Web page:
What I actually look like …


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The one where I fail at Pilates …

 I wouldn’t go so far as to say I’m the worst Pilates student ever but I reckon I’d come a close second (behind the black knight from Monty Python who had his arms and legs chopped off).

 I decided to try Pilates after a previous failed attempt at yoga. All was good until I was overcome with … Emotion? Zen? A bottle of wine from the night before? I’ll never know what exactly happened but the result was me throwing up over myself in the middle of a class. Awful. Just awful. And to make the whole situation worse the teacher wouldn’t let me leave, so worried was she that I might throw up at the wheel of my car. So she insisted I stay. So there I was, reeking of sick, wrapped in a blanket, sitting on a mat while all around me people up dogged and down dogged without any involuntary digestive episodes.

 So it was with a certain degree of trepidation I signed up for Pilates. My knee had given way in my first half marathon and my sports therapist thought it a good idea to work on my core strength which was clearly around the same level as a new born baby.

 I put the vomit episode behind me and signed up for a six week course. It took roughly two minutes before I realised this was going to be another ugly episode in my already comical running career.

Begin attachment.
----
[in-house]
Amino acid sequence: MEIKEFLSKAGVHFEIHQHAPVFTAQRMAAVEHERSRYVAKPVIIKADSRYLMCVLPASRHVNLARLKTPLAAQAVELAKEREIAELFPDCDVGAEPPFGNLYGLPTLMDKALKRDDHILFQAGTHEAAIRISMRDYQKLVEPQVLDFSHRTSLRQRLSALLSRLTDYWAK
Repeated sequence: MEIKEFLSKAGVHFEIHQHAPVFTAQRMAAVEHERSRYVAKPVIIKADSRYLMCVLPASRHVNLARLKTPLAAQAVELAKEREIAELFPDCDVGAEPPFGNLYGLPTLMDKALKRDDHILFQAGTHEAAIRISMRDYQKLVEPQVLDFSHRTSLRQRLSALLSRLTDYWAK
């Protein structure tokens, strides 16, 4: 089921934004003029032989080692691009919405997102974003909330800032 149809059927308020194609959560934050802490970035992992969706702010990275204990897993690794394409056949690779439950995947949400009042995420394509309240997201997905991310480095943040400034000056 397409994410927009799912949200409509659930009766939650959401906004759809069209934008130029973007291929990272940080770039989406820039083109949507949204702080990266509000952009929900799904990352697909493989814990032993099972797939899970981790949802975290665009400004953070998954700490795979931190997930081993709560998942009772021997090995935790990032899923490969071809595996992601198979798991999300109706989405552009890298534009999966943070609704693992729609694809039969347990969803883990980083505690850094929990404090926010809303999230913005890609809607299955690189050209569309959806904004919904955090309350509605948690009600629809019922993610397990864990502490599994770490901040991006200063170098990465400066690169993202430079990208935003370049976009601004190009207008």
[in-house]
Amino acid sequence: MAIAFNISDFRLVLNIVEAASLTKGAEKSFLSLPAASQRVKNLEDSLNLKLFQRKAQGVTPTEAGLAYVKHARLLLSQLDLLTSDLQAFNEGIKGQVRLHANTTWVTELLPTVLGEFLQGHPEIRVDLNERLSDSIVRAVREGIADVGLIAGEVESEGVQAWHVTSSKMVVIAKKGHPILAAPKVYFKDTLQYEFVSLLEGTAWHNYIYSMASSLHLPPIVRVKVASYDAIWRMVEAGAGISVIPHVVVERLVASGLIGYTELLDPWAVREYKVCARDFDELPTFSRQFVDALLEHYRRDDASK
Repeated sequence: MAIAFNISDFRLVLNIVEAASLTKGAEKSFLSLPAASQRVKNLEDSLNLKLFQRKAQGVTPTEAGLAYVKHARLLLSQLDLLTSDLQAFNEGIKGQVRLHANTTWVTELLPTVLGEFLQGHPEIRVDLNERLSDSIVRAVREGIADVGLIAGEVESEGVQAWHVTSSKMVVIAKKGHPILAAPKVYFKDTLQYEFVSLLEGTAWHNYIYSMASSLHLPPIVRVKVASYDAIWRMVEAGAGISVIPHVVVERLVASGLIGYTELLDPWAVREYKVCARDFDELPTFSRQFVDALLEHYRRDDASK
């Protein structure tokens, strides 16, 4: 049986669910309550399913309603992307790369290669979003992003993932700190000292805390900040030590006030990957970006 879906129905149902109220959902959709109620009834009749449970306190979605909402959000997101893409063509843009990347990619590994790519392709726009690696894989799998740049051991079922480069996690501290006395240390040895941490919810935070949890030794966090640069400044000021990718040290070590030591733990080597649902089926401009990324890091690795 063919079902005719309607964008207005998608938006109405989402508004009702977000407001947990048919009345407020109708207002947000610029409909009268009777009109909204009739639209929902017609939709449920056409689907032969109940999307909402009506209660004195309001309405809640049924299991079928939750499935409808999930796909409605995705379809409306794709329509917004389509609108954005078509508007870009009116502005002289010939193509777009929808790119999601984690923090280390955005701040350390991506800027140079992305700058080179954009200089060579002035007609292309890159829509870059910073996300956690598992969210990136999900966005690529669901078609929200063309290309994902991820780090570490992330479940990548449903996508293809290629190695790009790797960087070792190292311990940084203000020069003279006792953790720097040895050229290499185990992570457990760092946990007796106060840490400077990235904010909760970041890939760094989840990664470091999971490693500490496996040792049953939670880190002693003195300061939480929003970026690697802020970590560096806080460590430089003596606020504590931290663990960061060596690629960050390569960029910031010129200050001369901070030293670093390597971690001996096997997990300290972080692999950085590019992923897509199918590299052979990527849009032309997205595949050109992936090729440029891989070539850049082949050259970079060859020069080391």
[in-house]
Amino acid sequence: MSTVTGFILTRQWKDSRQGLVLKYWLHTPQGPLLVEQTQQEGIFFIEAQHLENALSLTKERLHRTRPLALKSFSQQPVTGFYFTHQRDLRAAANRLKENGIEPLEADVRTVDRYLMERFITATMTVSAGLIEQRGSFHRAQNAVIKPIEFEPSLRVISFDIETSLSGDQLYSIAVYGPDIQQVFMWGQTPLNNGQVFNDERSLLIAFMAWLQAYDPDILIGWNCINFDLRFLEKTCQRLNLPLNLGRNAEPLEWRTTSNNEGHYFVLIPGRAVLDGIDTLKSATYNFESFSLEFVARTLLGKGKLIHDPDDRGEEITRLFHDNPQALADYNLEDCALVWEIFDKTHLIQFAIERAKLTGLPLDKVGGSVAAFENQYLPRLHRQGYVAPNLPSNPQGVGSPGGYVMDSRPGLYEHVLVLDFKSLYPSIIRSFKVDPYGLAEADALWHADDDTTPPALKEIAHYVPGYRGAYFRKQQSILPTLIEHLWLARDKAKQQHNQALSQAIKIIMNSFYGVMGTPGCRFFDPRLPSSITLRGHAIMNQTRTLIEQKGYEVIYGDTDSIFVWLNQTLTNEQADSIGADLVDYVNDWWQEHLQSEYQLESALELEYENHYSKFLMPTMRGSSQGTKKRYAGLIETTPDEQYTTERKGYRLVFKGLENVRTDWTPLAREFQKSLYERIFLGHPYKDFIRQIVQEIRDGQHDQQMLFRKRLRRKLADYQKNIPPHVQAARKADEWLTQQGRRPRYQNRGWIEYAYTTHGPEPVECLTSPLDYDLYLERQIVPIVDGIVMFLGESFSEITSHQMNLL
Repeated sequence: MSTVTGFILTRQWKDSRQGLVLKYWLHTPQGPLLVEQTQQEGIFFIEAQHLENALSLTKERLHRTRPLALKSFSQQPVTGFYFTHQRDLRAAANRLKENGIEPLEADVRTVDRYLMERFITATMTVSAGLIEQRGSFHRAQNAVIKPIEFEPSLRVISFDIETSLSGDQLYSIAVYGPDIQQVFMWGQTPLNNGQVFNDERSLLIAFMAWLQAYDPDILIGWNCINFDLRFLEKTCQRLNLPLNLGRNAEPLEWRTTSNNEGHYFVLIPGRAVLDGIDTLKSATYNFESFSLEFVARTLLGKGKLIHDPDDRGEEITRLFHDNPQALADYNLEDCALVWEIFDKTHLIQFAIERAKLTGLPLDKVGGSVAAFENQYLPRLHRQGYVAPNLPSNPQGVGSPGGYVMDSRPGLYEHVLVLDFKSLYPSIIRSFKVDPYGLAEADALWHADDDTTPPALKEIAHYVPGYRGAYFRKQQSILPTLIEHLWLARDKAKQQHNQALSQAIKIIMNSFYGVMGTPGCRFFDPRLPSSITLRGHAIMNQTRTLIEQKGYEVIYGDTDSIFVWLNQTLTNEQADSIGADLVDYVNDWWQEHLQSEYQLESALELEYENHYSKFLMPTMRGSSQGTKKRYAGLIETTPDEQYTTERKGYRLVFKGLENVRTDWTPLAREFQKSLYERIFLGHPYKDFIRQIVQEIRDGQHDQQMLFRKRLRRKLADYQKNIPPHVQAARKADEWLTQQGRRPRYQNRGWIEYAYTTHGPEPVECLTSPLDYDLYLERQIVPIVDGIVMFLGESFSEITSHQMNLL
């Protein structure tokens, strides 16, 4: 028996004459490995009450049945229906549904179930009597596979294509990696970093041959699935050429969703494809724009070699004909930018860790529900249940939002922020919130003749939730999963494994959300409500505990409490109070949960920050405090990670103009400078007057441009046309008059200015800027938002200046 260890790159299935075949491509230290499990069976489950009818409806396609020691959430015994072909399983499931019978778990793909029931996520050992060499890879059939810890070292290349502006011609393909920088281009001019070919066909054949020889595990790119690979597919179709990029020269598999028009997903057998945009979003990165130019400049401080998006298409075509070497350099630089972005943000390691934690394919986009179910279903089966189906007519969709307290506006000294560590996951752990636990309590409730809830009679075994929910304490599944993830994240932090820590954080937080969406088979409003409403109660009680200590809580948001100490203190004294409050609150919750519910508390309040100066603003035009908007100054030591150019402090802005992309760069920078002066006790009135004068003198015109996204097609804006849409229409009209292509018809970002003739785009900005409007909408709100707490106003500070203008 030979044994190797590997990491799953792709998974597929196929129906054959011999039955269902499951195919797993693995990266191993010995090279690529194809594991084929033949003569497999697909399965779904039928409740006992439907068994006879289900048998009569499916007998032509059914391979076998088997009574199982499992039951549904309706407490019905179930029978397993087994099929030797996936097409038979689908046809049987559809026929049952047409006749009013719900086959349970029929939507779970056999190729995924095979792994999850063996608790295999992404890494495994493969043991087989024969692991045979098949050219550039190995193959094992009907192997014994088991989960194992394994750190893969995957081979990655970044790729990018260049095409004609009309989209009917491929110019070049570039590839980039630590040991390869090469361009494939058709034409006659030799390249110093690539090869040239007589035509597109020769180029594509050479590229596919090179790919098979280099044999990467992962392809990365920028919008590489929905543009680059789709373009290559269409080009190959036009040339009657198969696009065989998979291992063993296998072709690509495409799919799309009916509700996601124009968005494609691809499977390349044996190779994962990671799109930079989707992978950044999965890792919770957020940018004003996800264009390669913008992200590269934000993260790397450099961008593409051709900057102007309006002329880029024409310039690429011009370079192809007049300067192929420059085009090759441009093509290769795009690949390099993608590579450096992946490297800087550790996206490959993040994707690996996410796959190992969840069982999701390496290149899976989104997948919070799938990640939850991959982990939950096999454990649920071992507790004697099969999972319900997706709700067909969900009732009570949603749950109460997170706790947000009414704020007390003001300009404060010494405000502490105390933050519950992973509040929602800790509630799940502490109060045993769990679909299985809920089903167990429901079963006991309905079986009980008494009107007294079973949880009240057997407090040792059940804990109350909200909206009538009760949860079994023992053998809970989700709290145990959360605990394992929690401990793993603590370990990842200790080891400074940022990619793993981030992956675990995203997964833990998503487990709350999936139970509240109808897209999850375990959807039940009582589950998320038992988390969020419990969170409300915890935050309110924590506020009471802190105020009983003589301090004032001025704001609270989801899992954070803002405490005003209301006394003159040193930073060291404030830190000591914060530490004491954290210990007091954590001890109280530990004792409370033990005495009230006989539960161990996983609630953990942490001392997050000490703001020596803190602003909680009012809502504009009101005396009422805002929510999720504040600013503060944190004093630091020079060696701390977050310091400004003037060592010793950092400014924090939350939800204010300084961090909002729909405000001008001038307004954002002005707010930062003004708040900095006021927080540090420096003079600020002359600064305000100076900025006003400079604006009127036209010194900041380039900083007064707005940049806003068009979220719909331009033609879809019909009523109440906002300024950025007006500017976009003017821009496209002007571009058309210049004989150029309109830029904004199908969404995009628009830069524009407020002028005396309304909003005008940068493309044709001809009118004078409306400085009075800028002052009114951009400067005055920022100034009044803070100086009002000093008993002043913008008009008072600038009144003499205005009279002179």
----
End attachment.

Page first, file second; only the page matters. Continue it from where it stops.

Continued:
It all started with those magic words ‘engage your pelvic floor’. I think I may have snorted at the absurdity of such a statement and I was about to say ‘You what?’ like an uncultured buffoon when I realised everyone else had a deep look of concentration on their faces as they were clearly ‘engaging’. At this point the screaming voice that so often accompanies me around a cross country course started piping up. Calm down, I thought, just pretend you’re engaging. She’ll never know.

 And it was at this point the teacher said ‘I’m going to come round to make sure you’re all engaging properly’. Shit. Finally she got to me. I tried to make a joke. She didn’t laugh. Instead she lay her hand on my stomach and told me to engage. ‘I am engaging,’ I said in a kind of squeak you might only hear while watching a particularly intense episode of The Muppets.

 What followed was five minutes of excruciating conversation in an otherwise silent room filled with people engaging and trying not laugh out loud.

‘You’re not engaging.’

‘I am.’

‘No you’re not. Pretend you need the loo and you’re trying to stop yourself.’

‘I don’t know how to.’

Long exhale of breath from her. ‘Okay, let’s try something else. Suck your thumb.’

‘Excuse me?’

‘Put your thumb in your mouth and suck.’

Nervous laughter from me.

‘It’ll help you to feel your stomach contract when you try to engage.’

 So there I was, once again the lunatic in the class, laying on my mat sucking my thumb whilst wondering if this lack of control over my pelvic floor means I’m going to start wetting myself in the near future.

 The six week course was hardly a glowing success as I haphazardly negotiated Pilates movements with the gracefulness of a rabid dog. So it wasn’t a great shock at the end of the six weeks when out of a 15 people course 14 people progressed to the intermediate class and one, it was agreed, would stay behind and do the beginners course again.